Biden signals a new American way of war with Afghan withdrawal

When asked whether members of Joe Biden’s national security team disagreed with his decision to withdraw all American troops from Afghanistan, the White House press secretary acknowledged there had been dissent.

“[T]he president welcomed the advice, welcomed at times disagreement about what the appropriate path forward should be,” Jen Psaki said on Wednesday, adding that Biden had asked his national security team “not to sugarcoat it”.

Psaki may have been underplaying their opposition. Over nearly two decades, influential military strategists in Washington and senior officers at the Pentagon have used Afghanistan to change the way the American armed forces fights its wars, and steadfastly resisted efforts to withdraw without signs Kabul could stand on its own.

Discarding Cold War-era doctrines focused on set-piece manoeuvre warfare, top US commanders in Afghanistan like generals David Petraeus and Stanley McChrystal turned the US army into a counterinsurgency force, which needed boots on the ground to pacify the local populace.

Biden fought that troop-heavy strategy since his early days as vice-president more than a decade ago, where he lost out to the military brass in then-President Barack Obama’s Afghan war review.

But on Wednesday, Biden made clear his views have never changed. Asked as he visited the graves of America’s recent war dead if it had been a hard decision to make, the US president said: “No it wasn’t. It was absolutely clear. Absolutely clear.”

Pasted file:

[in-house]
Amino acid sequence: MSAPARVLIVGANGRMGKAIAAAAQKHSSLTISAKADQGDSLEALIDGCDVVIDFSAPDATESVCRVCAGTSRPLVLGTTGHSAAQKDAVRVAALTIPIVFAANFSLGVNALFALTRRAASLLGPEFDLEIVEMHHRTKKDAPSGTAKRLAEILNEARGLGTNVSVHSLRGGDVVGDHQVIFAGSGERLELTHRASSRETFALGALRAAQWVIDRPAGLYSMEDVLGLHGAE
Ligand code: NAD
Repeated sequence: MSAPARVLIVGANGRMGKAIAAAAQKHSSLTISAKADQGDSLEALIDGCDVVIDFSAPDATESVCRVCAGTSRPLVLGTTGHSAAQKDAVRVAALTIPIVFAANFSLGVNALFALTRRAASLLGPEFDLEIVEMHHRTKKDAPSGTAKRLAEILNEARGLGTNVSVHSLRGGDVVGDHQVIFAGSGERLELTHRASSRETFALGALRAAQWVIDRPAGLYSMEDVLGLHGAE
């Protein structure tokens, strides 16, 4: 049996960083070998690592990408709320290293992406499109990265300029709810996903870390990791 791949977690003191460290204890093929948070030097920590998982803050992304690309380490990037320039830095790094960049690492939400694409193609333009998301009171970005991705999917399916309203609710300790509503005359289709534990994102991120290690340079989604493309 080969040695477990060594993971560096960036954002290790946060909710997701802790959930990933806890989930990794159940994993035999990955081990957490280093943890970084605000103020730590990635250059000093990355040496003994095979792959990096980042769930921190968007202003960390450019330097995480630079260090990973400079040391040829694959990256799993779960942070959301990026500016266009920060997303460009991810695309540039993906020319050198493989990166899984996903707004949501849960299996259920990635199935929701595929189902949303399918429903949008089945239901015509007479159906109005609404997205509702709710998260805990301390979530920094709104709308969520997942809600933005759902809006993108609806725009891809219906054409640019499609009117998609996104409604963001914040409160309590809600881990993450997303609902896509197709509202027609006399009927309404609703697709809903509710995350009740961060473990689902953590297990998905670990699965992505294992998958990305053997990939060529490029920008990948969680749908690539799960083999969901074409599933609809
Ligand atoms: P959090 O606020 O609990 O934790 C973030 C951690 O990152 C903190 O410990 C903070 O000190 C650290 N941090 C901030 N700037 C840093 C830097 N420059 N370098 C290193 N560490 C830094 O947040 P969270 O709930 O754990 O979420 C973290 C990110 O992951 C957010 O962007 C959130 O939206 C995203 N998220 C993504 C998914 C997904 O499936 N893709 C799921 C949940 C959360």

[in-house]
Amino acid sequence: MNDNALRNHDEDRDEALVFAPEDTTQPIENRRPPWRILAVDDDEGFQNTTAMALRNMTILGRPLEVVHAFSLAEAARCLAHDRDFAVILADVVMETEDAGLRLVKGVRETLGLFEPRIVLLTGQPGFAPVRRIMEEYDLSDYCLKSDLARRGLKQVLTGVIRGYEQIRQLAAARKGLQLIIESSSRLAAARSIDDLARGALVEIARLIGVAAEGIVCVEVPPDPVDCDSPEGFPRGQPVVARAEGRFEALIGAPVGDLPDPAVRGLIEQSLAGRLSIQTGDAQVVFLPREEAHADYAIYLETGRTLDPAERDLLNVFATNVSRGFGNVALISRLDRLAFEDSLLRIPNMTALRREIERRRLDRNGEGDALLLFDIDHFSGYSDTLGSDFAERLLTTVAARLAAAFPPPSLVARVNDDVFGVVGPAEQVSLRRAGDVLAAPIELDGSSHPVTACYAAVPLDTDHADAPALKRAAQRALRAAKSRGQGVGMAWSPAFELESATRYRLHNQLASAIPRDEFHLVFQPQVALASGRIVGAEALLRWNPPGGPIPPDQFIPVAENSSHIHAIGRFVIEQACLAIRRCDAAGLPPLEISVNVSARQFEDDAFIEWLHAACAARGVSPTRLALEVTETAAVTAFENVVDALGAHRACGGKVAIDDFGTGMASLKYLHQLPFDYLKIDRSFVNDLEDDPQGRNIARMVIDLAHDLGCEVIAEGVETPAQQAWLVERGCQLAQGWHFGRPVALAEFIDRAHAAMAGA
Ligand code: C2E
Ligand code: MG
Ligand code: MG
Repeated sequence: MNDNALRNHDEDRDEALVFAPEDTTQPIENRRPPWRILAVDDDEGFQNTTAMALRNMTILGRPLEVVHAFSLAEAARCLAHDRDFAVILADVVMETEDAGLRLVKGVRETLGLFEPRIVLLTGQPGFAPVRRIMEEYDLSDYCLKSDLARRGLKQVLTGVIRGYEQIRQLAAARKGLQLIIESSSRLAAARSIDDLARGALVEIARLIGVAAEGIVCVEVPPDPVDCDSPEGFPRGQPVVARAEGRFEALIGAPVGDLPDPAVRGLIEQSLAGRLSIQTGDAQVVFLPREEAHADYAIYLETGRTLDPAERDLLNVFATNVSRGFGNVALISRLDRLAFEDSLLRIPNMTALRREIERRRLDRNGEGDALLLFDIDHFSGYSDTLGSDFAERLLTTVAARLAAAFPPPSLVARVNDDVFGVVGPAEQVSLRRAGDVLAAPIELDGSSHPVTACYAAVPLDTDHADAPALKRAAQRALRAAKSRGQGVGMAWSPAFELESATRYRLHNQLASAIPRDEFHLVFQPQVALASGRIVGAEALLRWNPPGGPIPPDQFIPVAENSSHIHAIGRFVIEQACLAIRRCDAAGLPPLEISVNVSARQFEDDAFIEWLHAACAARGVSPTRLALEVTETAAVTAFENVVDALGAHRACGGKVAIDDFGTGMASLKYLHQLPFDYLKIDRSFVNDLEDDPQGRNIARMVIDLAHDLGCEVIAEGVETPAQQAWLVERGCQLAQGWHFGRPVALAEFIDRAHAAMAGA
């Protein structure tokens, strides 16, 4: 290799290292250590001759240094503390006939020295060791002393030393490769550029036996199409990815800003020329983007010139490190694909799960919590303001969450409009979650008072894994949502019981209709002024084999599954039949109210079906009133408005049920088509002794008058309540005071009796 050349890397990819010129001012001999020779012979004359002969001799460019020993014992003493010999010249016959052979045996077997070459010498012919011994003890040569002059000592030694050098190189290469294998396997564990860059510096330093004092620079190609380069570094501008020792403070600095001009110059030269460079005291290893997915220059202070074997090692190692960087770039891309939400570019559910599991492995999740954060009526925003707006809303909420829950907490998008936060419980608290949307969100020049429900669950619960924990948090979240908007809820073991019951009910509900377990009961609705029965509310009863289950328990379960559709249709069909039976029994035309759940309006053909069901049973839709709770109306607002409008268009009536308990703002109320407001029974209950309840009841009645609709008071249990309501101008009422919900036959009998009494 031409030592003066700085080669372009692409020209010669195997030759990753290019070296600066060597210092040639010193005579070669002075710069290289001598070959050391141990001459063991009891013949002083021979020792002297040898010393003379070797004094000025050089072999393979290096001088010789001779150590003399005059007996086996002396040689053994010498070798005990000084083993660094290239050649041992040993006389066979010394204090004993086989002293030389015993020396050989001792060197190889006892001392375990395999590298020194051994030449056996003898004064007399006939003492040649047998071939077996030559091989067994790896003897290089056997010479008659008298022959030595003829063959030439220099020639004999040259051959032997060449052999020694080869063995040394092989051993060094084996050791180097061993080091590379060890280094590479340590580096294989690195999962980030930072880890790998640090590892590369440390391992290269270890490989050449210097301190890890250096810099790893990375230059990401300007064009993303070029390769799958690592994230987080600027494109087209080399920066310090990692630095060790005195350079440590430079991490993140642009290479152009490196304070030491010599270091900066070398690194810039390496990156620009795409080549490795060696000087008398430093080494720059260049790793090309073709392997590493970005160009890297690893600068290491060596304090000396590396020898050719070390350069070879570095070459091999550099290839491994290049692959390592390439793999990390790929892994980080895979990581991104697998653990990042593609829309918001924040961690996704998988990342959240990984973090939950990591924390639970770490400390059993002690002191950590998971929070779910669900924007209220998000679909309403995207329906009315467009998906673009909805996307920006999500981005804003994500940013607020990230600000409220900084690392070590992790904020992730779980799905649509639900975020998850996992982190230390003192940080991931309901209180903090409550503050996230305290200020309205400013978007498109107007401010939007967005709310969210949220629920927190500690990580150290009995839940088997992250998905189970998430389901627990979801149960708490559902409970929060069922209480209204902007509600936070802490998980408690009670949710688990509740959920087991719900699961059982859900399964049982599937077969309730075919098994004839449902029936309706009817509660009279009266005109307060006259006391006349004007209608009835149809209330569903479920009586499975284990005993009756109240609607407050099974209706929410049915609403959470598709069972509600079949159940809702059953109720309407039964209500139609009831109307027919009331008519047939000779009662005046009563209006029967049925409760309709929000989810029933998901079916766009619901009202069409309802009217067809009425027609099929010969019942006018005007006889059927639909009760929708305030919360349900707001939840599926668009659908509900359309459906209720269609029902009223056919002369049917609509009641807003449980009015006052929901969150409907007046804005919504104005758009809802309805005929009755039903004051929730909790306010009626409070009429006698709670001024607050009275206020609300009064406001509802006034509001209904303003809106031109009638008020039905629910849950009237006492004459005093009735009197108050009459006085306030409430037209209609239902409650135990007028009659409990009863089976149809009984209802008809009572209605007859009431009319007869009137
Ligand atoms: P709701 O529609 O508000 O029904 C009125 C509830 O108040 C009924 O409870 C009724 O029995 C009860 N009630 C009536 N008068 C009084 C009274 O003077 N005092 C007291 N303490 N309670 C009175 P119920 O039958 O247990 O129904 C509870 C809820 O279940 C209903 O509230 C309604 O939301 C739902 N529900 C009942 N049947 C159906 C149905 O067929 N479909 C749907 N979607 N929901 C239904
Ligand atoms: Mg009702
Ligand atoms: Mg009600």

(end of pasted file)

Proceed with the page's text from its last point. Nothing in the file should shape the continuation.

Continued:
The US president’s certainty is not shared by those who disagreed with him a decade ago, some of whom are back in his own administration.

Biden’s own CIA director Bill Burns told the Senate this week that a decision to pull out would hamper US intelligence efforts trained on the threat from Islamist groups in the region, including some who can trace their lineage back to the September 11, 2001 attacks masterminded on Afghan soil.

“When the time comes for the US military to withdraw, the US government’s ability to collect and act on threats will diminish. That’s simply a fact,” Burns told the Senate intelligence committee.

But even Biden’s critics — which include counterinsurgents such as Petraeus as well as some liberal internationalists advocating nation-building and interventionist rightwing hawks — acknowledge he has never wavered.

Michael O’Hanlon, a senior adviser to the bipartisan Afghanistan Study Group which recommended extending the US presence earlier this year, said Biden was taking on retired generals such as McChrystal and Petraeus who had “star power” as well “the conventional wisdom of the establishment”.

“It wasn’t so much generals versus civilians as one worldview versus another,” he said, adding Pentagon officials, uniformed military and civilian advisers had also been divided over the troop surge at the time.

“From the very beginning, you may recall, I never thought we were there to somehow unify . . . Afghanistan,” Biden said during Wednesday’s cemetery visit. “It’s never been done. It’s never been done.”